President Franklin Roosevelt’s “New Deal” created a variety of new federal programs that aimed to put Americans back to work and to regulate the economy to prevent another Depression. State governments, too, worked to help citizens cope with the effects of the Depression. Governments also took the opportunity to introduce other kinds of reforms — regulating industry to protect workers’ health and safety, for example.
In this chapter you’ll read about some of the programs enacted by the State of North Carolina and by the federal government during the 1930s. These programs were meant to create jobs and improve people’s lives, and many did — but others, intentionally or unintentionally, hurt some of the people who needed the most help.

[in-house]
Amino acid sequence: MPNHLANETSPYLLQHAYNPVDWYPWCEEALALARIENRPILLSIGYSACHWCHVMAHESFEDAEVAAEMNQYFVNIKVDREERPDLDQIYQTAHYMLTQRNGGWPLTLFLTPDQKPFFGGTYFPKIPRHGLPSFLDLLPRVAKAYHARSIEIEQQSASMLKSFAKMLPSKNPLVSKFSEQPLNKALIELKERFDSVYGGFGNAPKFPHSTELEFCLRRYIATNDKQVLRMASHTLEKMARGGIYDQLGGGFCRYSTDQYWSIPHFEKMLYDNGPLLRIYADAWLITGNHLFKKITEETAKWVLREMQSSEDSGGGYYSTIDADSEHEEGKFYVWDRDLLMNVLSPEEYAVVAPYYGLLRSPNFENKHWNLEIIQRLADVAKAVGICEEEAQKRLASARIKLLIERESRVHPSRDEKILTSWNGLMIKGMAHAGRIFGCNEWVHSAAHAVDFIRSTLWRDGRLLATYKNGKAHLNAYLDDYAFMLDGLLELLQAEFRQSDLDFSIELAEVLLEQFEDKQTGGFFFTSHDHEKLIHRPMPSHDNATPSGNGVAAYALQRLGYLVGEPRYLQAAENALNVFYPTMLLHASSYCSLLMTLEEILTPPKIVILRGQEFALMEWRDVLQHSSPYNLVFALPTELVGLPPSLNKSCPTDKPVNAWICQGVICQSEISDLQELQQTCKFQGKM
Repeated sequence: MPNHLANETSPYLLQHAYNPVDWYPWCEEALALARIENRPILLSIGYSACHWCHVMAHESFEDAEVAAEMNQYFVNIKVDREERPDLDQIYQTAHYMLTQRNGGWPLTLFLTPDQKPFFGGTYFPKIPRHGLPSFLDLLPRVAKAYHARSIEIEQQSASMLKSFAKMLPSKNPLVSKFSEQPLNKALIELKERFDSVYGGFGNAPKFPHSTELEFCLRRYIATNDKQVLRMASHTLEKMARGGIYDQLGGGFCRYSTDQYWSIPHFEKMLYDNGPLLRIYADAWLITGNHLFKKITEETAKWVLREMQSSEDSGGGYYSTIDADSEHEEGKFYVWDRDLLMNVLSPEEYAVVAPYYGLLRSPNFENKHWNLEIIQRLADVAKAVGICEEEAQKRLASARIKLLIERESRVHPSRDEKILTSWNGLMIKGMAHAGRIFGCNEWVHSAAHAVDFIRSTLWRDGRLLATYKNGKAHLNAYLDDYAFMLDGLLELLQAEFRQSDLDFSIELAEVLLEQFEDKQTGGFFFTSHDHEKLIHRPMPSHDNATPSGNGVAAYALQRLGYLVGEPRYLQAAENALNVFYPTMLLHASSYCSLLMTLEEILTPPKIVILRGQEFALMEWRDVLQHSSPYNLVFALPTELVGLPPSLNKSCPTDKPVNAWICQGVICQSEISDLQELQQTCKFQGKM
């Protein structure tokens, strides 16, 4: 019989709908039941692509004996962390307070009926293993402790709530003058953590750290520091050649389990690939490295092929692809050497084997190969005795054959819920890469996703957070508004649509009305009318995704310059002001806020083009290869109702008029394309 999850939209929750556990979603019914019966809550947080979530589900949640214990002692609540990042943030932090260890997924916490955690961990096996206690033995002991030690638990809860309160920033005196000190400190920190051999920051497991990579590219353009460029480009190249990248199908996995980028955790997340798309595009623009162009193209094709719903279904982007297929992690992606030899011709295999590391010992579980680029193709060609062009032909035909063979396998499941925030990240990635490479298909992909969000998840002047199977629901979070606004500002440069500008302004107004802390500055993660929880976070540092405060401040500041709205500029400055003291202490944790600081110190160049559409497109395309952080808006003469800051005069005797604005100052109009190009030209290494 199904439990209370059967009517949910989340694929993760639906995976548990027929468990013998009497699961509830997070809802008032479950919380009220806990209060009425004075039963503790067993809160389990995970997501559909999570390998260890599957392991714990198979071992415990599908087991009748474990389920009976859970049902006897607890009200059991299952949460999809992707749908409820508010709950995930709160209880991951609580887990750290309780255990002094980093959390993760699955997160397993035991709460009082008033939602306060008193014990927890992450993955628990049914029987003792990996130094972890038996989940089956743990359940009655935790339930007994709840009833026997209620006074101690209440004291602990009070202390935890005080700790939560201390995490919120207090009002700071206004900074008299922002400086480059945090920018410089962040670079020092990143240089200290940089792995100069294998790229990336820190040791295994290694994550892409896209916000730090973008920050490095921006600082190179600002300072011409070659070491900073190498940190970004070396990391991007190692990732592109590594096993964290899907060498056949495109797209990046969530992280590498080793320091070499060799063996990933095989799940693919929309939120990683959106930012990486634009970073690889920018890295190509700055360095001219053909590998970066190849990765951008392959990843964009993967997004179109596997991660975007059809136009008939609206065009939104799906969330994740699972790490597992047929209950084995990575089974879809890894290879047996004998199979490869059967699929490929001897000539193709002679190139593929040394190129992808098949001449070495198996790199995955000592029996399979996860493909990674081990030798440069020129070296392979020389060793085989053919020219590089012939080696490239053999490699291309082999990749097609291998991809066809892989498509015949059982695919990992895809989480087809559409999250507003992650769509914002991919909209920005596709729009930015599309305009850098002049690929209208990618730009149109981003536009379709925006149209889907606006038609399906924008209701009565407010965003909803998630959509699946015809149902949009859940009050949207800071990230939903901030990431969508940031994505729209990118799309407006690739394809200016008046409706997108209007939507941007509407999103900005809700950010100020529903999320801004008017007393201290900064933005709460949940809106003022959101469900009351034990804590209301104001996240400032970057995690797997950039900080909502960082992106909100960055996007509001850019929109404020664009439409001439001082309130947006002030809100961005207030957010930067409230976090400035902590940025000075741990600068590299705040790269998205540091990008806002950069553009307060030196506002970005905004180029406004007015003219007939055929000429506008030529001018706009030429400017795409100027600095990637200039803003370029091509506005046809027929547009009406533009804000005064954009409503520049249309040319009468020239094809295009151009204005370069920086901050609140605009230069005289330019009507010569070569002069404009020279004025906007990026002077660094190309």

- Ending Child Labor in North Carolina
- Primary Source: Excerpt of Child Labor Laws in North Carolina
- Primary Source: Statute on Workplace Safety
- The Fair Labor Standards Act
- Tobacco Bag Stringing: Life and Labor in the Depression
- Primary Source: Mary Allen Discusses a Farm Family in Sampson County
- Primary Source: Interviews on Rural Electrification
- The Live at Home Program
- 4-H and Home Demonstration During the Great Depression
- Eugenics in North Carolina
- Primary Source: Records of Eugenical Sterilization in North Carolina
- The Blue Ridge Parkway
- Roads Taken and Not Taken: Images and the Story of the Blue Ridge Parkway “Missing Link”
- The Great Smoky Mountains National Park